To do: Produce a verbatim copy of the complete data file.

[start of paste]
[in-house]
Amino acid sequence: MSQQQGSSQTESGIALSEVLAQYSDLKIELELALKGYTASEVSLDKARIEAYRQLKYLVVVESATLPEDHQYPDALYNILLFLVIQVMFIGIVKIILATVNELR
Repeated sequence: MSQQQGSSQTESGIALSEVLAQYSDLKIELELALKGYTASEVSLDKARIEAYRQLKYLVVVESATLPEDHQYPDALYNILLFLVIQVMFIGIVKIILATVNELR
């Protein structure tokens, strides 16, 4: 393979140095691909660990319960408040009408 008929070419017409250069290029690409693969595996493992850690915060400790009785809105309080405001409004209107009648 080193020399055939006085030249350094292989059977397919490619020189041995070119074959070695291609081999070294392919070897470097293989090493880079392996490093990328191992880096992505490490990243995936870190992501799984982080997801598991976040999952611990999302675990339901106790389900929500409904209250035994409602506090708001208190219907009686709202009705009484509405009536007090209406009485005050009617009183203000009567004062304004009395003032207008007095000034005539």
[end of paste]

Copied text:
[in-house]
Amino acid sequence: MSQQQGSSQTESGIALSEVLAQYSDLKIELELALKGYTASEVSLDKARIEAYRQLKYLVVVESATLPEDHQYPDALYNILLFLVIQVMFIGIVKIILATVNELR
Repeated sequence: MSQQQGSSQTESGIALSEVLAQYSDLKIELELALKGYTASEVSLDKARIEAYRQLKYLVVVESATLPEDHQYPDALYNILLFLVIQVMFIGIVKIILATVNELR
């Protein structure tokens, strides 16, 4: 393979140095691909660990319960408040009408 008929070419017409250069290029690409693969595996493992850690915060400790009785809105309080405001409004209107009648 080193020399055939006085030249350094292989059977397919490619020189041995070119074959070695291609081999070294392919070897470097293989090493880079392996490093990328191992880096992505490490990243995936870190992501799984982080997801598991976040999952611990999302675990339901106790389900929500409904209250035994409602506090708001208190219907009686709202009705009484509405009536007090209406009485005050009617009183203000009567004062304004009395003032207008007095000034005539």